We use two standard methods for Service/Inspection scheduling – Fixed and Variable schedules.
- Fixed schedules
- We calculate the next inspection date, based on the date the vehicle should have been serviced, not the date it was serviced.
- The calculation is triggered when an inspection job first becomes Work in Progress: this is because an inspection may create additional work and, if the dates are not updated until the job is complete, it may be many weeks before the job finishes…this would leave the inspection date as now overdue which is not a true reflection.
- Using this fixed method, which is required by DVSA, means that if a vehicle on a six week cycle comes in after seven weeks, the next service is only five weeks away bringing the schedule back into line. All job records are stored on the vehicle’s maintenance history file and are available for enquiry at any time.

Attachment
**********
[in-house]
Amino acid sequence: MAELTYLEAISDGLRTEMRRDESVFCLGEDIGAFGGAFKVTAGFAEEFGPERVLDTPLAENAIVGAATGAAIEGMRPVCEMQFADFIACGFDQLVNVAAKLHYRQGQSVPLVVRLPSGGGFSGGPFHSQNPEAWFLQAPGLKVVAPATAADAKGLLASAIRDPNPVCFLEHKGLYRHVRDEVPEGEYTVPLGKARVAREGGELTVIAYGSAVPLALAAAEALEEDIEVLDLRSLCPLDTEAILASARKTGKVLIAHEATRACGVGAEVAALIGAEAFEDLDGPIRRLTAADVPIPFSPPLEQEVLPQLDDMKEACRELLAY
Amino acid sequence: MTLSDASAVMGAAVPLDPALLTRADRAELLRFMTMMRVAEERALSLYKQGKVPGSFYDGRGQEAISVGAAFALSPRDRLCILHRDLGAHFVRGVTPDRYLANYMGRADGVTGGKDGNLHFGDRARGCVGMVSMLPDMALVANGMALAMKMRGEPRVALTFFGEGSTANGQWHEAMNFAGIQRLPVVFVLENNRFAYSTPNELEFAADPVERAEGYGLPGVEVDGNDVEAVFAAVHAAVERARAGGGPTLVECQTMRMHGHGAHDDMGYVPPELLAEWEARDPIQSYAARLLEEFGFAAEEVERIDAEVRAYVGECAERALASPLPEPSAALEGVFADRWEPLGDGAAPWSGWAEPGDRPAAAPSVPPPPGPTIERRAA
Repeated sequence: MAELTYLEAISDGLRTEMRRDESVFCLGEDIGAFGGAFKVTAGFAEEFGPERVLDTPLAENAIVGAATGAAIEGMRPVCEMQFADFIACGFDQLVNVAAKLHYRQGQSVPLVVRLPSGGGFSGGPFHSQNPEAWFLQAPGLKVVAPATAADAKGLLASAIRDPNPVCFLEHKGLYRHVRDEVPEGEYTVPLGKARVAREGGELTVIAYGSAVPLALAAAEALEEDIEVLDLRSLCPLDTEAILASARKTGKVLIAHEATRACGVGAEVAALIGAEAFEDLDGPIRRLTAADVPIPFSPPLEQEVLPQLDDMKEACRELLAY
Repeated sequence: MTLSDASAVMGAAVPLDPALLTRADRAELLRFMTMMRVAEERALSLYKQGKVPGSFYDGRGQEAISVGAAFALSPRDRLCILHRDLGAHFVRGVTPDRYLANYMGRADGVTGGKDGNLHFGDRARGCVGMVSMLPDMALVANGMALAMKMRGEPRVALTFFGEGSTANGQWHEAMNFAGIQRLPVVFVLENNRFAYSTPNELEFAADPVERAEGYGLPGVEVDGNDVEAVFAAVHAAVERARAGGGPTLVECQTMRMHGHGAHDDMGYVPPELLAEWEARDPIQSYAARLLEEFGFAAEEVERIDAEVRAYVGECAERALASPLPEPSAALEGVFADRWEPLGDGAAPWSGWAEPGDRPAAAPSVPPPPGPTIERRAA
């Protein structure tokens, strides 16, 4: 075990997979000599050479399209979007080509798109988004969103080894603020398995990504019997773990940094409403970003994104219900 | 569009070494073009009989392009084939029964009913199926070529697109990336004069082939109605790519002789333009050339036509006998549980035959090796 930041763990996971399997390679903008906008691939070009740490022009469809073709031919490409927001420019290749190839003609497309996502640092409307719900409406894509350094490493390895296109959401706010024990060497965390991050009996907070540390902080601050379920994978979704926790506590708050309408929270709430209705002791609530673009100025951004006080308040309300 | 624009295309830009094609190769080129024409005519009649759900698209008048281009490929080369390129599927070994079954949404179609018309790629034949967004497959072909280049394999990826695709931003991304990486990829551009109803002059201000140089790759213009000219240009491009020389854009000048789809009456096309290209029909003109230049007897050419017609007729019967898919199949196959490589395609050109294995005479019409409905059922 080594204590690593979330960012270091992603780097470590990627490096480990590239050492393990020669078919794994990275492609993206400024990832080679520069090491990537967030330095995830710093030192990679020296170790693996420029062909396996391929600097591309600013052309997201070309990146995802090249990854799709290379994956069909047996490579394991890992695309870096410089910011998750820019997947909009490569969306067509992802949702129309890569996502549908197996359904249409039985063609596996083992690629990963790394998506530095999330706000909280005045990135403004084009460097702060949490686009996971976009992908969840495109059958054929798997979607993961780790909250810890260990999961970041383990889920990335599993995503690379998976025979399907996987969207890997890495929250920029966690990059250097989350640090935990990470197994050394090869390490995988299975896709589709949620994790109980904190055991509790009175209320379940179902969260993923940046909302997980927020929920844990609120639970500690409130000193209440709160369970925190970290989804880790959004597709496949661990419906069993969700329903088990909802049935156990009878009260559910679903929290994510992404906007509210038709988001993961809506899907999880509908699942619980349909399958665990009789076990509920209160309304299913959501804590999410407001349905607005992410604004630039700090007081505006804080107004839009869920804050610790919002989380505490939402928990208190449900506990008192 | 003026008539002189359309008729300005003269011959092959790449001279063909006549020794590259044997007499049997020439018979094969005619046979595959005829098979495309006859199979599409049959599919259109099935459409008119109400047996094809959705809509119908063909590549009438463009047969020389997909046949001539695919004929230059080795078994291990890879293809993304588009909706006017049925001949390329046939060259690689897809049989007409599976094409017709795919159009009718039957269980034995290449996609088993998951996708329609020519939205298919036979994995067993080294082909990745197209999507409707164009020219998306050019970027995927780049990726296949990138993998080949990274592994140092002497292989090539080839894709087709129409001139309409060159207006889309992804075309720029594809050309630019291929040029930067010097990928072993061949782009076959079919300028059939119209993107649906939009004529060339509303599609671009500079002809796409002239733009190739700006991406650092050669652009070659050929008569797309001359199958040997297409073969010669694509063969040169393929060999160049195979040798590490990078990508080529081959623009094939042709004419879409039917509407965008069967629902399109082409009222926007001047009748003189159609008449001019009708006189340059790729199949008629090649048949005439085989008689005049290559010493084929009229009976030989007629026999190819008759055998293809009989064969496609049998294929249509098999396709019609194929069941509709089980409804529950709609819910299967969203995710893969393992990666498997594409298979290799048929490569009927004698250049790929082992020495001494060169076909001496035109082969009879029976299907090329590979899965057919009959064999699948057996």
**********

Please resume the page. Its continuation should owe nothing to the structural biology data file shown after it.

- Variable service/inspections
These are based on time or mileage and the next service/inspection is the required interval from the actual date of the service/inspection. For example, a van on a 10,000 mile schedule, coming in after 11,000, will still be scheduled for the next 10,000 miles not 9,000.
Schedules can be simple or sophisticated – it’s up to you
Simple might be six weekly so that the vehicle is scheduled every six weeks.
Complex might be A, A, B, A, A, C where A may be a inspection, B a minor service with inspection and C a major service with inspection. Other more complex schedules can be set up as standard. The schedules are held as sets of rules. Each vehicle is told, once, which set of rules to obey and this it does.
TRACE produces on screen reminders for approaching work and for overdue jobs and activities. It also has a twelve month calendar that can be viewed by month, week or day.